Acid

acidicacidityacidsdiproticdibasicdiprotic acidmonoprotic acidpolyprotic acidprotic acidfree acid
An acid is a molecule or ion capable of donating a proton (hydrogen ion H + ), or, alternatively, capable of forming a covalent bond with an electron pair (a Lewis acid).wikipedia
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Acid–base reaction

acid-base reactionacid-baseacid-base chemistry
In the special case of aqueous solutions, proton donors form the hydronium ion H 3 O + and are known as Arrhenius acids.
An acid–base reaction is a chemical reaction that occurs between an acid and a base.

PH

pH levelneutralpH value
An aqueous solution of an acid has a pH less than 7 and is colloquially also referred to as 'acid' (as in 'dissolved in acid'), while the strict definition refers only to the solute.
In chemistry, pH is a scale used to specify how acidic or basic a water-based solution is.

Base (chemistry)

basebasicbases
Acids form aqueous solutions with a sour taste, can turn blue litmus red, and react with bases and certain metals (like calcium) to form salts. An Arrhenius base, on the other hand, is a substance which increases the concentration of hydroxide (OH − ) ions when dissolved in water.
In chemistry, bases are substances that, in aqueous solution, release hydroxide (OH − ) ions, are slippery to the touch, can taste bitter if an alkali, change the color of indicators (e.g., turn red litmus paper blue), react with acids to form salts, promote certain chemical reactions (base catalysis), accept protons from any proton donor or contain completely or partially displaceable OH − ions.

Salt (chemistry)

saltsaltspotassium salt
Acids form aqueous solutions with a sour taste, can turn blue litmus red, and react with bases and certain metals (like calcium) to form salts.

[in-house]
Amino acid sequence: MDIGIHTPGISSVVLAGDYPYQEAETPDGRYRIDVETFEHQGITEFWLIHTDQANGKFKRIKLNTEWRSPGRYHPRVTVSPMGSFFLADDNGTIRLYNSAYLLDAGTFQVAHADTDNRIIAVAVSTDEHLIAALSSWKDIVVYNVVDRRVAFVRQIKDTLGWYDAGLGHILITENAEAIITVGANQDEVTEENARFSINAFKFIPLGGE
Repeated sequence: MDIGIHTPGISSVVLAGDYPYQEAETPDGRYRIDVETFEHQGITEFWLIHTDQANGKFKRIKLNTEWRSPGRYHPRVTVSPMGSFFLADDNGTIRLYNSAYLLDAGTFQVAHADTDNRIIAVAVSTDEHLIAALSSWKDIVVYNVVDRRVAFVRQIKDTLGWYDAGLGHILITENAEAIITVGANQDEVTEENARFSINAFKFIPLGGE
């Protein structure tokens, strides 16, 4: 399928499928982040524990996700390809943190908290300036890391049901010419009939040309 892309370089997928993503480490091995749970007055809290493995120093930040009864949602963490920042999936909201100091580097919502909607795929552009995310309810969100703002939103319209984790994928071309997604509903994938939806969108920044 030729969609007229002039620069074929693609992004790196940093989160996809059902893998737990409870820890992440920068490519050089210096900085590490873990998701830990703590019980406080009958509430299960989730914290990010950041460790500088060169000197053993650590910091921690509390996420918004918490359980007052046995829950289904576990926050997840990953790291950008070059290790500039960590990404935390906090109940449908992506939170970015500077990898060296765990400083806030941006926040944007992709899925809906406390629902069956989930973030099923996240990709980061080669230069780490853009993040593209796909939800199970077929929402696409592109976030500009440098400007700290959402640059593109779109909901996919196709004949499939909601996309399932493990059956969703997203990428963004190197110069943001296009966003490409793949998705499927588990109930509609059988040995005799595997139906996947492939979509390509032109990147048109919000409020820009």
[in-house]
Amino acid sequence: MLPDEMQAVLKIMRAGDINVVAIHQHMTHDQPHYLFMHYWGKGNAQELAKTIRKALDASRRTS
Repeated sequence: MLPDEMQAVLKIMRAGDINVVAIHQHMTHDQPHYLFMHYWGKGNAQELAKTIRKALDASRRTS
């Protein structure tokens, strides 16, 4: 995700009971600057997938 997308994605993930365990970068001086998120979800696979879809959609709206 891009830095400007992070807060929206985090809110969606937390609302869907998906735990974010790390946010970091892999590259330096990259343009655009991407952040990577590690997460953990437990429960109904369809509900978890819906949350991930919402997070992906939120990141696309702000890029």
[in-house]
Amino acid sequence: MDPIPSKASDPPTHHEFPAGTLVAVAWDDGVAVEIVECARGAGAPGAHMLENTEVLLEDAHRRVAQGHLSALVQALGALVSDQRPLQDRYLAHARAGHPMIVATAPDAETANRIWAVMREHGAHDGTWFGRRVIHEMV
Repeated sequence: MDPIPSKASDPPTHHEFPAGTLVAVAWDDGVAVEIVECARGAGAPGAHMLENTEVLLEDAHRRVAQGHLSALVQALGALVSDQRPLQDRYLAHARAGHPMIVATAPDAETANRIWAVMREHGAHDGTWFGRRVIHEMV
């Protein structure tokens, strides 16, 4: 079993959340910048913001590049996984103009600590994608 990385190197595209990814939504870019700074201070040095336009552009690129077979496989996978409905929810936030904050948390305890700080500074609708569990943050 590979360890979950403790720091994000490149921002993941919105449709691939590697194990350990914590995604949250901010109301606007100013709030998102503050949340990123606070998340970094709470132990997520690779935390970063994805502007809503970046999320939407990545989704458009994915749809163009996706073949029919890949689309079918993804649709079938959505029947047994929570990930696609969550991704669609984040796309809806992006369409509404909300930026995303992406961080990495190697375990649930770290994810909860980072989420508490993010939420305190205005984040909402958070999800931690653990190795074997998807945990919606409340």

Salts that produce acidic solutions are acid salts.

Corrosive substance

corrosivecausticcaustics
Strong acids and some concentrated weak acids are corrosive, but there are exceptions such as carboranes and boric acid.
They can be acids, oxidizers, or bases.

Hydrochloric acid

HClhydrochloricmuriatic acid
Common aqueous acids include hydrochloric acid (a solution of hydrogen chloride which is found in gastric acid in the stomach and activates digestive enzymes), acetic acid (vinegar is a dilute aqueous solution of this liquid), sulfuric acid (used in car batteries), and citric acid (found in citrus fruits). Examples of strong acids are hydrochloric acid (HCl), hydroiodic acid (HI), hydrobromic acid (HBr), perchloric acid (HClO 4 ), nitric acid (HNO 3 ) and sulfuric acid (H 2 SO 4 ). Common examples of monoprotic acids in mineral acids include hydrochloric acid (HCl) and nitric acid (HNO 3 ).
Hydrochloric acid is also known as hydronium chloride, in contrast to its anhydrous parent known as hydrogen chloride, or dry HCl.

Litmus

litmus paperlitmus testLitmus test (chemistry)
Acids form aqueous solutions with a sour taste, can turn blue litmus red, and react with bases and certain metals (like calcium) to form salts.
It is often adsorbed onto filter paper to produce one of the oldest forms of pH indicator, used to test materials for acidity.

Acetic acid

aceticglacial acetic acidacetate